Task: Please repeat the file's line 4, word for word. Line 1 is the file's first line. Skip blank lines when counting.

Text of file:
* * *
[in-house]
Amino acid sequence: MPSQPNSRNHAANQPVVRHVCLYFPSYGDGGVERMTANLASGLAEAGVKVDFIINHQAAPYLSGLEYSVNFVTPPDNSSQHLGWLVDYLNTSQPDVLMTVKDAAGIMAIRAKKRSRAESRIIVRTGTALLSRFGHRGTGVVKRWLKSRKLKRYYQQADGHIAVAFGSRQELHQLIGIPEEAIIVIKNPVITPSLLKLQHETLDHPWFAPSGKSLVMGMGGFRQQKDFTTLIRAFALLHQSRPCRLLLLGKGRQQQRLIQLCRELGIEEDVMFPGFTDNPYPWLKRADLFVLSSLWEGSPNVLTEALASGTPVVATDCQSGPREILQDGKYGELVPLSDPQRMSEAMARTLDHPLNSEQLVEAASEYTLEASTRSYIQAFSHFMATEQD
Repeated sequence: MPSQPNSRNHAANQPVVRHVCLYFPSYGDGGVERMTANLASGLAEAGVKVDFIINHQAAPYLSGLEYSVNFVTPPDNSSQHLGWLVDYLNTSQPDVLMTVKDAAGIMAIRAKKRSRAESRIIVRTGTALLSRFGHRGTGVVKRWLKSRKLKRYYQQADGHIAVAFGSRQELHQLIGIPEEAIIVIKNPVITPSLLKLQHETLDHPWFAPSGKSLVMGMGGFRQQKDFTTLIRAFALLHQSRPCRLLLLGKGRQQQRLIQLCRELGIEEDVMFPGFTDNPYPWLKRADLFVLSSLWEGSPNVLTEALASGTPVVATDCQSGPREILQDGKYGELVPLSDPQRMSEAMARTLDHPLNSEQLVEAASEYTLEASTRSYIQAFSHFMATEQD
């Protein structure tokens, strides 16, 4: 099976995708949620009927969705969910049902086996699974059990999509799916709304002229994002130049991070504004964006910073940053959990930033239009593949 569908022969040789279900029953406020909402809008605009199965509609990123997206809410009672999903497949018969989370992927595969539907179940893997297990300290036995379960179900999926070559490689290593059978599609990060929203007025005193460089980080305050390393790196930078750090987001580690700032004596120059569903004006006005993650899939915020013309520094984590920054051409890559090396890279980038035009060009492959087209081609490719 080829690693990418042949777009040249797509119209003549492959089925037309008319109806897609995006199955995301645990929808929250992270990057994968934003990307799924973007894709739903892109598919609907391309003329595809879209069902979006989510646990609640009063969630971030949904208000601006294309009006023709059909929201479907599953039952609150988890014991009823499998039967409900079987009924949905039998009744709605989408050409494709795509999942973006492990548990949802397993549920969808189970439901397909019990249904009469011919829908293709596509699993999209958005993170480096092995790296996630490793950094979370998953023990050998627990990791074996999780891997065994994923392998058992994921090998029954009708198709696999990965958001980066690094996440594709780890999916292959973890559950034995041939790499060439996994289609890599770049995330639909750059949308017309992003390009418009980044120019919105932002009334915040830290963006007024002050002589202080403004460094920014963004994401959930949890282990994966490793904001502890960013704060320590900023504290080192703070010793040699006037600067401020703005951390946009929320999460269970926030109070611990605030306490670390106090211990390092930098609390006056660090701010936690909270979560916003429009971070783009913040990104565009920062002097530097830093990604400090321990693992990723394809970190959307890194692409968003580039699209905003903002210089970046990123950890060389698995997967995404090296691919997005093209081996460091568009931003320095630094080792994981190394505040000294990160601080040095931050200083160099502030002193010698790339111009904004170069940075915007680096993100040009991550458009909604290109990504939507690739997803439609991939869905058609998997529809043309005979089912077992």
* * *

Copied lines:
């Protein structure tokens, strides 16, 4: 099976995708949620009927969705969910049902086996699974059990999509799916709304002229994002130049991070504004964006910073940053959990930033239009593949 569908022969040789279900029953406020909402809008605009199965509609990123997206809410009672999903497949018969989370992927595969539907179940893997297990300290036995379960179900999926070559490689290593059978599609990060929203007025005193460089980080305050390393790196930078750090987001580690700032004596120059569903004006006005993650899939915020013309520094984590920054051409890559090396890279980038035009060009492959087209081609490719 080829690693990418042949777009040249797509119209003549492959089925037309008319109806897609995006199955995301645990929808929250992270990057994968934003990307799924973007894709739903892109598919609907391309003329595809879209069902979006989510646990609640009063969630971030949904208000601006294309009006023709059909929201479907599953039952609150988890014991009823499998039967409900079987009924949905039998009744709605989408050409494709795509999942973006492990548990949802397993549920969808189970439901397909019990249904009469011919829908293709596509699993999209958005993170480096092995790296996630490793950094979370998953023990050998627990990791074996999780891997065994994923392998058992994921090998029954009708198709696999990965958001980066690094996440594709780890999916292959973890559950034995041939790499060439996994289609890599770049995330639909750059949308017309992003390009418009980044120019919105932002009334915040830290963006007024002050002589202080403004460094920014963004994401959930949890282990994966490793904001502890960013704060320590900023504290080192703070010793040699006037600067401020703005951390946009929320999460269970926030109070611990605030306490670390106090211990390092930098609390006056660090701010936690909270979560916003429009971070783009913040990104565009920062002097530097830093990604400090321990693992990723394809970190959307890194692409968003580039699209905003903002210089970046990123950890060389698995997967995404090296691919997005093209081996460091568009931003320095630094080792994981190394505040000294990160601080040095931050200083160099502030002193010698790339111009904004170069940075915007680096993100040009991550458009909604290109990504939507690739997803439609991939869905058609998997529809043309005979089912077992």